Health Minister Ramesh Kumar has asked the Karnataka Medical Council to issue show cause notices to defaulters.

Karnataka govt to crack the whip on doctors who skip compulsory rural service
news Education Sunday, May 21, 2017 - 08:27

The Karnataka government has decided to get tough on doctors who skip the mandatory one year of rural service. 

Legal and disciplinary action will be taken against as many as 661 specialist doctors and 27 MBBS graduates for failing to comply with the agreement at the time of admission, The Times of India reports. 

On Saturday, Karnataka Health Minister Ramesh Kumar conveyed the government decision to hold the defaulters accountable. Based on the Medical Council of India’s Code of Medical Ethics Regulations 2002, students who choose government seats sign an agreement declaring that they will serve at least one year of rural service upon completion of their courses.

The defaulters have neither served the term, nor paid the penalty of Rs 10 lakh for failure to do so, Minister Ramesh pointed out. 

He also added that the defaulting doctors will be served show-cause notices by the Karnataka Medical Council. “They will have to explain why their registration should not be cancelled,” the Minister was quoted as saying.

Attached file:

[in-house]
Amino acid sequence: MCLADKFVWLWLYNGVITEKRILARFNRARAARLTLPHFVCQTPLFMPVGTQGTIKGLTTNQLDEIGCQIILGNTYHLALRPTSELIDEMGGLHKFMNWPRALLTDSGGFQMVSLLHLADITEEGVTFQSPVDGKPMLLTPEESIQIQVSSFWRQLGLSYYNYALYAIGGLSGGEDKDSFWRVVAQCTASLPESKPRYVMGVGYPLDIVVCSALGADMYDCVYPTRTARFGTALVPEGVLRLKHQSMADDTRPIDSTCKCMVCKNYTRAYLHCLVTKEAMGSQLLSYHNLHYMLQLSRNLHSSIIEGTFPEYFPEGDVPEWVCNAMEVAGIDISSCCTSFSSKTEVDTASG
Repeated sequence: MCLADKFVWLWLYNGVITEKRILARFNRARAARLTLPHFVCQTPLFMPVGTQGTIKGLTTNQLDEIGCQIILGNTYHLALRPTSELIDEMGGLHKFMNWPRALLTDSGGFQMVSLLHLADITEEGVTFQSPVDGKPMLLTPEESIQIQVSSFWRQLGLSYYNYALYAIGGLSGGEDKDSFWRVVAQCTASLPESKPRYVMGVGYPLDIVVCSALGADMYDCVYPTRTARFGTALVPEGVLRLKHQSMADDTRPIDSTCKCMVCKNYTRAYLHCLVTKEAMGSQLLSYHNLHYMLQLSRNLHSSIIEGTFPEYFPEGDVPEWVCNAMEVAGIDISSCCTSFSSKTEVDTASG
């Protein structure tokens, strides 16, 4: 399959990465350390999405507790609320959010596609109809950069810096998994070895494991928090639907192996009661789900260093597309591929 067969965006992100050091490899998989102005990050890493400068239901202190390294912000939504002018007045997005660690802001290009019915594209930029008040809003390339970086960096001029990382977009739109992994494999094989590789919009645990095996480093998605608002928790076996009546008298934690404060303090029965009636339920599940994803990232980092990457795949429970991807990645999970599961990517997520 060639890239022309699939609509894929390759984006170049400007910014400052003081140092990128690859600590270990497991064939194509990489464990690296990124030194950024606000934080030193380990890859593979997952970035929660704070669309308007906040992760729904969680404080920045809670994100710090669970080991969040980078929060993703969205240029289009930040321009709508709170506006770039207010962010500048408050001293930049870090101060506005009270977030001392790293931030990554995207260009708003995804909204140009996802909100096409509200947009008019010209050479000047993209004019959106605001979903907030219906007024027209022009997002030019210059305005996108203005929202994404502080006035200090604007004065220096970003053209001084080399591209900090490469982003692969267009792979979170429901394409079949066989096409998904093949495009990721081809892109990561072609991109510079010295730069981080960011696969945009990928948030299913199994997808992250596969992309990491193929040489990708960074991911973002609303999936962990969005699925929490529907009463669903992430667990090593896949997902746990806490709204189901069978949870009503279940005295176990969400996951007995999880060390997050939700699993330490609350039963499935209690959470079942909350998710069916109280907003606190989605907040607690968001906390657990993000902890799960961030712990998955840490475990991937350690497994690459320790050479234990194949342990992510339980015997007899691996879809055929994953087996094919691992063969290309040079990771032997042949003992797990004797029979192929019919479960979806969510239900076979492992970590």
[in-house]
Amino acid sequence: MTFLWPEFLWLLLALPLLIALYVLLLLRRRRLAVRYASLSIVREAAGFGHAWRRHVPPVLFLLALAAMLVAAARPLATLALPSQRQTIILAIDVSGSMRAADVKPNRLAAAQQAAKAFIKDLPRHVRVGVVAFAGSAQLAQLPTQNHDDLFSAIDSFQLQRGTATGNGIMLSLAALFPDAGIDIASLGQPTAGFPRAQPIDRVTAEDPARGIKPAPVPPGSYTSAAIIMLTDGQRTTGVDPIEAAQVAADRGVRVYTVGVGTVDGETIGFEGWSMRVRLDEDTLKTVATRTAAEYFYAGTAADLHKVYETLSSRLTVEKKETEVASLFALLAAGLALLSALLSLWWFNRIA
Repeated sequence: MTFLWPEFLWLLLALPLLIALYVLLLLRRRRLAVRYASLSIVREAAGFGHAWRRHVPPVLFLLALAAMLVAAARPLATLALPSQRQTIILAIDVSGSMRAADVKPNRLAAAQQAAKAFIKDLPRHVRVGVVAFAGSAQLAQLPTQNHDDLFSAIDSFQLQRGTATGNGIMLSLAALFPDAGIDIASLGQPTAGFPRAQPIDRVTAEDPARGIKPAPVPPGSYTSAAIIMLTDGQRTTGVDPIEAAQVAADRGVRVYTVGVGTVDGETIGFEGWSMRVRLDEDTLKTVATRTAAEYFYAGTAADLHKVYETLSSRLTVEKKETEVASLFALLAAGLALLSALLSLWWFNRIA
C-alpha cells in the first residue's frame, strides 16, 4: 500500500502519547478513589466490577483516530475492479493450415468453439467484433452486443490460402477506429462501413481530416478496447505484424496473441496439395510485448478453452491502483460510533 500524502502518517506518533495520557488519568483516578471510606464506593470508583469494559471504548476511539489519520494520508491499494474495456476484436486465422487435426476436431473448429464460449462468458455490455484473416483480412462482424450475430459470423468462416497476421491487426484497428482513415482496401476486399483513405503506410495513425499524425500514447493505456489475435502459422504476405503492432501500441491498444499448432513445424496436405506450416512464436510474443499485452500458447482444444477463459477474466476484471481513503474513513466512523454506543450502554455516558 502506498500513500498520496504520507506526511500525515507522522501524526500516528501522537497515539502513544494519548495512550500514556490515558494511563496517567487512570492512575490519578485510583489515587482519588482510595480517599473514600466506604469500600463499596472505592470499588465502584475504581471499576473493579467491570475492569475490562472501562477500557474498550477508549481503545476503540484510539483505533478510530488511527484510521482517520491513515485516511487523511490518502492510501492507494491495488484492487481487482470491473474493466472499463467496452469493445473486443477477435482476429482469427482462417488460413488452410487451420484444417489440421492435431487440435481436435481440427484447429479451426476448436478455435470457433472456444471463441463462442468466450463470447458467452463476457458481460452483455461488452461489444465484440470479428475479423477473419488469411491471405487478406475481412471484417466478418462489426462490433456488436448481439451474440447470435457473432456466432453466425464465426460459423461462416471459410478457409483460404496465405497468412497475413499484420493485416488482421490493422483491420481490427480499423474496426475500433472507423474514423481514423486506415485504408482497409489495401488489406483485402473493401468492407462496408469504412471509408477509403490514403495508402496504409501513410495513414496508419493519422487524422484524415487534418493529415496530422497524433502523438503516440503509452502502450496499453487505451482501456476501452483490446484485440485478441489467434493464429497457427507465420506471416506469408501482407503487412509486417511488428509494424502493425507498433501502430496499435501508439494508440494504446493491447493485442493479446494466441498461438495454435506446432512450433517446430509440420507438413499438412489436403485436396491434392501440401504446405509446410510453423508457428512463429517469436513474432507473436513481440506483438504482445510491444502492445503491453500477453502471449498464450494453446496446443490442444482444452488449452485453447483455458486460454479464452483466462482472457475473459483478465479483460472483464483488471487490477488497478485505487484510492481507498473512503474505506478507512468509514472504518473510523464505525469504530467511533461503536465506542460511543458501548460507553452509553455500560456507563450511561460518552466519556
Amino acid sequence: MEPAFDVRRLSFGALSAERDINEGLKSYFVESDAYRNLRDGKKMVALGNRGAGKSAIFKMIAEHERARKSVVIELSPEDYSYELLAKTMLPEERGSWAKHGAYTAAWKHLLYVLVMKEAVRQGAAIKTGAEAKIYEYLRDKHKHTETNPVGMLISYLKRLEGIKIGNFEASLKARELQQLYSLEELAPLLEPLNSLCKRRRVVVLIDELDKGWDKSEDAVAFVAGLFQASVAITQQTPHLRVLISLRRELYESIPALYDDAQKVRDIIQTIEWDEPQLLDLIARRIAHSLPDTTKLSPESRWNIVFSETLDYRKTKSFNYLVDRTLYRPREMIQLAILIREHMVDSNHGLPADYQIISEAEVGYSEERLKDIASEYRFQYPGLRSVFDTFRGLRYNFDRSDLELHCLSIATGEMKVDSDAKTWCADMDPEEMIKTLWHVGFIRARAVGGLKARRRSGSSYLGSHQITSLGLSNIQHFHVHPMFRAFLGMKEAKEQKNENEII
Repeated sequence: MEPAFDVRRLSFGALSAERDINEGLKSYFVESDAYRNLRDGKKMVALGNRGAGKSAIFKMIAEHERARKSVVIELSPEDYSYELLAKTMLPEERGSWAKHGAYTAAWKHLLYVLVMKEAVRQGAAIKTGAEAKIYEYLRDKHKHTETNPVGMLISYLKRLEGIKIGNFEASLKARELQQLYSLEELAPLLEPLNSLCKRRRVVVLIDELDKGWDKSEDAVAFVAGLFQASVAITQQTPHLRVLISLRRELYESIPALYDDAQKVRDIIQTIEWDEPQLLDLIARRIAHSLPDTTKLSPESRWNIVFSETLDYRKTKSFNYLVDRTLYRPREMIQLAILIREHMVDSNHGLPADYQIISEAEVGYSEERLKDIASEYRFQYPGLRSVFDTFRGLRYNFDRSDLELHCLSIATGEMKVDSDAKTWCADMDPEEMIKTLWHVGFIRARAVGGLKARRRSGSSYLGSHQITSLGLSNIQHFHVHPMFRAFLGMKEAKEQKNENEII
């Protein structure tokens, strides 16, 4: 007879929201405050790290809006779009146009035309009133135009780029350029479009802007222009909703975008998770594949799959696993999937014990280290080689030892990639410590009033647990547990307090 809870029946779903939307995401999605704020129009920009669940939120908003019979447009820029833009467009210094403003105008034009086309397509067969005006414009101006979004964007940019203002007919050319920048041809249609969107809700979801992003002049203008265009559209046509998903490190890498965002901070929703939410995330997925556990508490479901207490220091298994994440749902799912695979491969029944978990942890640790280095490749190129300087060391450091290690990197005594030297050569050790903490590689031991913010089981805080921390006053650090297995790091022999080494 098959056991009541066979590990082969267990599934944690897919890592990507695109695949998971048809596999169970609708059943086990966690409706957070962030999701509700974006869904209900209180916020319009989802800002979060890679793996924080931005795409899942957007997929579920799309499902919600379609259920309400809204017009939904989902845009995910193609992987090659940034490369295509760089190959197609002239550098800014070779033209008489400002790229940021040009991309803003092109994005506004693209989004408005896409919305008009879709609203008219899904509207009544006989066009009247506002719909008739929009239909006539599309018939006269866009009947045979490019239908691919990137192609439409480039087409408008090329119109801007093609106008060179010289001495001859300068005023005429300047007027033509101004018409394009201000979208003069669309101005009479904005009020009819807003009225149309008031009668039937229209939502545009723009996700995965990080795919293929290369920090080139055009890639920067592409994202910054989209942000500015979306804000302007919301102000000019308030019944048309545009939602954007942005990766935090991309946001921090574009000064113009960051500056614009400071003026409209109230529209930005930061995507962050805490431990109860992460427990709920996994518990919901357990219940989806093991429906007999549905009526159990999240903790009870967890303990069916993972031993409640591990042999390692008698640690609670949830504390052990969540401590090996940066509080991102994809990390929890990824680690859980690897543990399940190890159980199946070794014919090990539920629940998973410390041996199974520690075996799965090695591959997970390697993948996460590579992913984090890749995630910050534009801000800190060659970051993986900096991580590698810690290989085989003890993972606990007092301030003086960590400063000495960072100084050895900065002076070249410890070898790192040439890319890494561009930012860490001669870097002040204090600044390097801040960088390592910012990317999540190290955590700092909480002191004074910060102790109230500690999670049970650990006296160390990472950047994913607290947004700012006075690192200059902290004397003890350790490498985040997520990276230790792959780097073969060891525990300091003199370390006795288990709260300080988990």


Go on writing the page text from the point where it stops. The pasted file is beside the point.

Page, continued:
The Minister also noted that between 2008 and 2014, 3,323 doctors had failed to take up rural service. 

Shalini Rajneesh, Principal Secretary (Health and Family Welfare), told The Hindu that the defaulters will face disciplinary action by the KMC and legal action by the Health Department.

“Several notices sent by the Health Department to the postgraduate doctors have fallen on deaf ears. Hence, while legal action is being initiated by the department against the defaulters, simultaneous disciplinary action by the KMC may encourage these specialists to serve in our Community Health Centres and taluk hospitals for one year, thus fulfilling their written commitment," the Principal Secretary said.  

In December 2016, Rashmi Belur reported for The New Indian Express that of the 4000 students who graduated in 2016, only 12 had opted for rural service. 

 

 

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